There was work on replacing the Darts with the Mamba, but this was dropped by the time the prototypes were reaching completion. After Pierson's death in 1948, George Edwards took over as chief designer and assumed all technical control over the Viscount project; the prototype Type 630, registered G-AHRF, made its maiden flight from the grass airfield at Wisley on 16 July 1948, piloted by Joseph "Mutt" Summers, Vickers' chief test pilot. The design was considered too small and slow at 275 mph, making the per passenger operating costs too high for regular service, BEA had placed an order for 20 piston-engined Airspeed Ambassadors in 1947. Retrospectively commenting on Britain's aviation industry, Duncan Burn stated: "Had BEA committed itself to full support of the Viscount... it was quite that the smaller version would have gone into production... It was in a sense BEA's lack of enthusiasm for the 630 which made possible the success."Early flight trials, showed the qualities of a turboprop, resulting in a February 1949 order from the Ministry of Supply for a prototype of a stretched version with more powerful engines, the Type 700.
Meanwhile, the first prototype Type 630 was awarded a restricted Certificate of Airworthiness on 15 September 1949, followed by a full certificate on 27 July 1950, which allowed the aircraft to be placed into trial service with BEA on 29 July to familiarise the pilots and ground crew with the new aircraft. It flew scheduled flights between London and Paris, London and Edinburgh until 23 August 1950. 29 July 1950 flight between Northolt and Paris – Le Bourget Airport with 14 paying passengers was the first scheduled airline flight by any turbine-powered aircraft. The second prototype Viscount, the Type 663 testbed, had two Rolls-Royce Tay turbojet engines and first flew in RAF markings as serial VX217 at Wisley on 15 March 1950, it was demonstrated at the Farnborough SBAC Show in September and was used in the development of powered controls for the Valiant bomber. It saw use as a test bed by Boulton Paul Ltd for the development of electronic flight control systems; the designers went back to the drawing board and the aircraft emerged as the larger Type 700 with up to 48 passengers, a cruising speed of 308 mph.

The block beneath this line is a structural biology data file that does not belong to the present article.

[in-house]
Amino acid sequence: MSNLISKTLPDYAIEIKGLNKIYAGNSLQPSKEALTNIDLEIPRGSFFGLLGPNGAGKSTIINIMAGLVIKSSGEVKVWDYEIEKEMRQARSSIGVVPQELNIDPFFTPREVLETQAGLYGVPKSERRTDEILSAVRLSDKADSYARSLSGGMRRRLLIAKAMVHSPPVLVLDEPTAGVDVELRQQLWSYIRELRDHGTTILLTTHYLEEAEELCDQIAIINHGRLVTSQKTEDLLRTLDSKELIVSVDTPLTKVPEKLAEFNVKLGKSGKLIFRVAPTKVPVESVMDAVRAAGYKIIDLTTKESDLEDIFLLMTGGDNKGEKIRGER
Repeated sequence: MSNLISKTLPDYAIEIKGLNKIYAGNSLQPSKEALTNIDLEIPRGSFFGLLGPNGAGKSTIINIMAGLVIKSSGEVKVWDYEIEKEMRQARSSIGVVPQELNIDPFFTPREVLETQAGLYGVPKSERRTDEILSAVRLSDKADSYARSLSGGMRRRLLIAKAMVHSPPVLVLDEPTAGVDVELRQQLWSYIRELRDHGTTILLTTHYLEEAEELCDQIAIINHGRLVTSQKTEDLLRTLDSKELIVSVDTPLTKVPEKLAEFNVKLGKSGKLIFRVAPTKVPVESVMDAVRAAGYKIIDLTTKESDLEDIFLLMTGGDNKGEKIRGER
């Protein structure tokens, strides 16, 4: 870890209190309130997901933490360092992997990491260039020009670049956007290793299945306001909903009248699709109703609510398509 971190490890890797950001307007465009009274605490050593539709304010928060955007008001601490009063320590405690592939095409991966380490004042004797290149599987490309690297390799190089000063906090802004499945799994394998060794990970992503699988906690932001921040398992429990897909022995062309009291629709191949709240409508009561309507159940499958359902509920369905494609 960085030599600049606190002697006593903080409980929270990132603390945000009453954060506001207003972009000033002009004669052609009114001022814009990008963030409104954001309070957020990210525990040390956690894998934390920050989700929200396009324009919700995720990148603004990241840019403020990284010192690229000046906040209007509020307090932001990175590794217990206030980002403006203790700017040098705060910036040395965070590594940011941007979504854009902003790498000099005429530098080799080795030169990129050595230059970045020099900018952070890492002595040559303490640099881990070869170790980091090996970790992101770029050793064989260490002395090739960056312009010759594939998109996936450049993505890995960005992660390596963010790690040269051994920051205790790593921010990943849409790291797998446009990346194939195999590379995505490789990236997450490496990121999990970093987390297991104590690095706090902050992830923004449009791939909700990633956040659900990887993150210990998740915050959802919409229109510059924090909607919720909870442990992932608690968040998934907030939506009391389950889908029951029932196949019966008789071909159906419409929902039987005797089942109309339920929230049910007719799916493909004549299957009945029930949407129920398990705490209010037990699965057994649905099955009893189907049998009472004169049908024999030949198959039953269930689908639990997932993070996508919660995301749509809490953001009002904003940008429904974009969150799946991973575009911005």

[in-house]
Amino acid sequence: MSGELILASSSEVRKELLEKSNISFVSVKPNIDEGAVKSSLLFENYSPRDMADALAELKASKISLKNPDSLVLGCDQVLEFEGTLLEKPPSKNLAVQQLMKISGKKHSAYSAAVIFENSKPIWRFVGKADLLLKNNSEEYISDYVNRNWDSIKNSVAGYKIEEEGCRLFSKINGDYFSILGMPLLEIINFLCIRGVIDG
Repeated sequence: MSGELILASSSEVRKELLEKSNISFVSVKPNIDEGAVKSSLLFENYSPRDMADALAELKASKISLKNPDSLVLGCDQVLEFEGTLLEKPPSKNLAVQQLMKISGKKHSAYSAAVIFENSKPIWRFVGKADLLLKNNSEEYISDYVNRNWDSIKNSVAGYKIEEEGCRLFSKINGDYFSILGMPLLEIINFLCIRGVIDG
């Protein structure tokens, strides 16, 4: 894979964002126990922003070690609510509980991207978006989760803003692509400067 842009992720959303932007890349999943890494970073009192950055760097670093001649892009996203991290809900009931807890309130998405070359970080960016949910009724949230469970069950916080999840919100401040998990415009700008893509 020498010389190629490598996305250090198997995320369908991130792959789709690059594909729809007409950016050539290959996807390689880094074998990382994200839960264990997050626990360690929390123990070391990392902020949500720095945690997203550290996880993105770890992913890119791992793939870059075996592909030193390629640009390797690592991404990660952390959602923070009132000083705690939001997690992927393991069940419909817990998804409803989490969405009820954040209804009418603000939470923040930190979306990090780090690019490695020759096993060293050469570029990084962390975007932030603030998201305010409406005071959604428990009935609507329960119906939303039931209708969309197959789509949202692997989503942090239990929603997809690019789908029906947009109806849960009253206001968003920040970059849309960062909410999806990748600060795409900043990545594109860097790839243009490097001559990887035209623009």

The new prototype G-AMAV first flew from Brooklands on 28 August 1950, served as a development aircraft for
C. D. Howe
Clarence Decatur "C. D." Howe, was a powerful Canadian Cabinet minister, representing the Liberal Party. Howe served in the governments of Prime Ministers William Lyon Mackenzie King and Louis St. Laurent continuously from 1935 to 1957, he is credited with transforming the Canadian economy from agriculture-based to industrial. During the Second World War, his involvement in the war effort was so extensive that he was nicknamed the "Minister of Everything". Born in Massachusetts, Howe moved to Nova Scotia as a young adult to take up a professorship at Dalhousie University. After working for the Canadian government as an engineer, he began his own firm, became a wealthy man. In 1935, he was recruited as a Liberal candidate for the House of Commons of Canada by Opposition leader Mackenzie King; the Liberals won the election in a landslide, Howe won his seat. Mackenzie King appointed him to the Cabinet. There, he took major parts in many new enterprises, including the founding of the Canadian Broadcasting Corporation and Trans-Canada Air Lines.